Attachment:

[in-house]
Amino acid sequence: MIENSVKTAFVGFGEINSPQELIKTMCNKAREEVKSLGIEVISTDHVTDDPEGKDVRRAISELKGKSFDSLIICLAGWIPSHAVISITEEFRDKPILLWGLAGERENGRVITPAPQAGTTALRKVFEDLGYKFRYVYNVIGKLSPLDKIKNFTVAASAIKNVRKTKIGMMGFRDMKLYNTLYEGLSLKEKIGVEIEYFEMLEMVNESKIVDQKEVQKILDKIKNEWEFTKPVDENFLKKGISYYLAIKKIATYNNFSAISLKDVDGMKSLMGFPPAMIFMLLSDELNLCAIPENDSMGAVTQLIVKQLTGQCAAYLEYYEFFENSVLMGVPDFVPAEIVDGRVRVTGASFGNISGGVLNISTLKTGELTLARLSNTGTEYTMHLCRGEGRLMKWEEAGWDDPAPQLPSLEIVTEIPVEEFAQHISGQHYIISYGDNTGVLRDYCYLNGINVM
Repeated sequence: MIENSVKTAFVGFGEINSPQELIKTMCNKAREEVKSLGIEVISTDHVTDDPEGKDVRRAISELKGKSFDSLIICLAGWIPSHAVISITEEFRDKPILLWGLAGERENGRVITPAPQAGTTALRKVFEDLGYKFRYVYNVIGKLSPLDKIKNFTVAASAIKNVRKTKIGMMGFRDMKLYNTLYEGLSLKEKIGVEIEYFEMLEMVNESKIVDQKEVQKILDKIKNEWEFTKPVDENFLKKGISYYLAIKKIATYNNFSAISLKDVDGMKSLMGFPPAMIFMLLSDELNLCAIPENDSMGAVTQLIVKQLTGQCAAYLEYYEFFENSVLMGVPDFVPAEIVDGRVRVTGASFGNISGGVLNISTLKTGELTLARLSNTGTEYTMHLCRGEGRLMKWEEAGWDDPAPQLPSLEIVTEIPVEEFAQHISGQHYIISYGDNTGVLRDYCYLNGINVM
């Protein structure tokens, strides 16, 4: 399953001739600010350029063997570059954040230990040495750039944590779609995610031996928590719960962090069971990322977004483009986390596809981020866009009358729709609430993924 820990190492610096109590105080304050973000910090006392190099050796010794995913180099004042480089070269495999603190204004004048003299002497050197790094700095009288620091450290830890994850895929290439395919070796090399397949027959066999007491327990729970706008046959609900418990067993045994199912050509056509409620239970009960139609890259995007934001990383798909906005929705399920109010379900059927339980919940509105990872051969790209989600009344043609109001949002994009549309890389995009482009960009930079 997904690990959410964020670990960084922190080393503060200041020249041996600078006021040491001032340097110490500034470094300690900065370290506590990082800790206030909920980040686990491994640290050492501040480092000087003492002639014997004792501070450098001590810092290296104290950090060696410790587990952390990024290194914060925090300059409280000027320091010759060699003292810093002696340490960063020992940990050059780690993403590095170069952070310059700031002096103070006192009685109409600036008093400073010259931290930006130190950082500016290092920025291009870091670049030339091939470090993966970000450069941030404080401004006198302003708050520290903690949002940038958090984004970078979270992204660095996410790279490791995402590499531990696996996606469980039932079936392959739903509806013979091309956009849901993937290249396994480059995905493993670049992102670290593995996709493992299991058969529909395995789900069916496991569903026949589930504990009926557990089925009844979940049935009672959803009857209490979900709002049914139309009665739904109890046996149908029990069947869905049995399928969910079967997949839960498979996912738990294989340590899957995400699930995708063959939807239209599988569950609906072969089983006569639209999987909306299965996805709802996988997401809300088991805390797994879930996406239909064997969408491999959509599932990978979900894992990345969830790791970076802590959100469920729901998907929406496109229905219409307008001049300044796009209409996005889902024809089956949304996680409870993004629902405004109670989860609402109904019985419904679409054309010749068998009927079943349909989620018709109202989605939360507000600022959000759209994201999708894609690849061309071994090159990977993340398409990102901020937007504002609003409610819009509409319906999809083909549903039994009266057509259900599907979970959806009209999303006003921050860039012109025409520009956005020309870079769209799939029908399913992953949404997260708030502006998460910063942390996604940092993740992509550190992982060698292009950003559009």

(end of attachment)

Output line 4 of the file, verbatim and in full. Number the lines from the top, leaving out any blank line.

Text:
């Protein structure tokens, strides 16, 4: 399953001739600010350029063997570059954040230990040495750039944590779609995610031996928590719960962090069971990322977004483009986390596809981020866009009358729709609430993924 820990190492610096109590105080304050973000910090006392190099050796010794995913180099004042480089070269495999603190204004004048003299002497050197790094700095009288620091450290830890994850895929290439395919070796090399397949027959066999007491327990729970706008046959609900418990067993045994199912050509056509409620239970009960139609890259995007934001990383798909906005929705399920109010379900059927339980919940509105990872051969790209989600009344043609109001949002994009549309890389995009482009960009930079 997904690990959410964020670990960084922190080393503060200041020249041996600078006021040491001032340097110490500034470094300690900065370290506590990082800790206030909920980040686990491994640290050492501040480092000087003492002639014997004792501070450098001590810092290296104290950090060696410790587990952390990024290194914060925090300059409280000027320091010759060699003292810093002696340490960063020992940990050059780690993403590095170069952070310059700031002096103070006192009685109409600036008093400073010259931290930006130190950082500016290092920025291009870091670049030339091939470090993966970000450069941030404080401004006198302003708050520290903690949002940038958090984004970078979270992204660095996410790279490791995402590499531990696996996606469980039932079936392959739903509806013979091309956009849901993937290249396994480059995905493993670049992102670290593995996709493992299991058969529909395995789900069916496991569903026949589930504990009926557990089925009844979940049935009672959803009857209490979900709002049914139309009665739904109890046996149908029990069947869905049995399928969910079967997949839960498979996912738990294989340590899957995400699930995708063959939807239209599988569950609906072969089983006569639209999987909306299965996805709802996988997401809300088991805390797994879930996406239909064997969408491999959509599932990978979900894992990345969830790791970076802590959100469920729901998907929406496109229905219409307008001049300044796009209409996005889902024809089956949304996680409870993004629902405004109670989860609402109904019985419904679409054309010749068998009927079943349909989620018709109202989605939360507000600022959000759209994201999708894609690849061309071994090159990977993340398409990102901020937007504002609003409610819009509409319906999809083909549903039994009266057509259900599907979970959806009209999303006003921050860039012109025409520009956005020309870079769209799939029908399913992953949404997260708030502006998460910063942390996604940092993740992509550190992982060698292009950003559009």